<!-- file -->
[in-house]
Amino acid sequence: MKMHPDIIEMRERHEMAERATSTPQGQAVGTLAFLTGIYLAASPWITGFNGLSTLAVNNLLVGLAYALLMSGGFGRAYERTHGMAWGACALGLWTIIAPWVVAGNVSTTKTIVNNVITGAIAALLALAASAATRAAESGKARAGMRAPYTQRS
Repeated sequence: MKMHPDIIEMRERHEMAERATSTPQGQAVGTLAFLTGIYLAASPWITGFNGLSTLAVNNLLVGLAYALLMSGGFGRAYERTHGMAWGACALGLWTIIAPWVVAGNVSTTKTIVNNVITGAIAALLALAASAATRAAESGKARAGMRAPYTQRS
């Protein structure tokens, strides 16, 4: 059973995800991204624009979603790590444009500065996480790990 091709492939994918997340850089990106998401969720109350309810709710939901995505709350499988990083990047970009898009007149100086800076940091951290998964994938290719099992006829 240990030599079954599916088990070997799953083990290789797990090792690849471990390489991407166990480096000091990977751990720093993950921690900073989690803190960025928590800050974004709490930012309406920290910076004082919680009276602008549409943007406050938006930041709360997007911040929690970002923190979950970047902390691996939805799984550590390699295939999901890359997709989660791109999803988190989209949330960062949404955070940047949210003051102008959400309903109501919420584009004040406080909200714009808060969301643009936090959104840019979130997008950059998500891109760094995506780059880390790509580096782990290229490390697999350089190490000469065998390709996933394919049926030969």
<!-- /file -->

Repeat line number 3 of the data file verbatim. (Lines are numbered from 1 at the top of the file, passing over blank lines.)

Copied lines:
Repeated sequence: MKMHPDIIEMRERHEMAERATSTPQGQAVGTLAFLTGIYLAASPWITGFNGLSTLAVNNLLVGLAYALLMSGGFGRAYERTHGMAWGACALGLWTIIAPWVVAGNVSTTKTIVNNVITGAIAALLALAASAATRAAESGKARAGMRAPYTQRS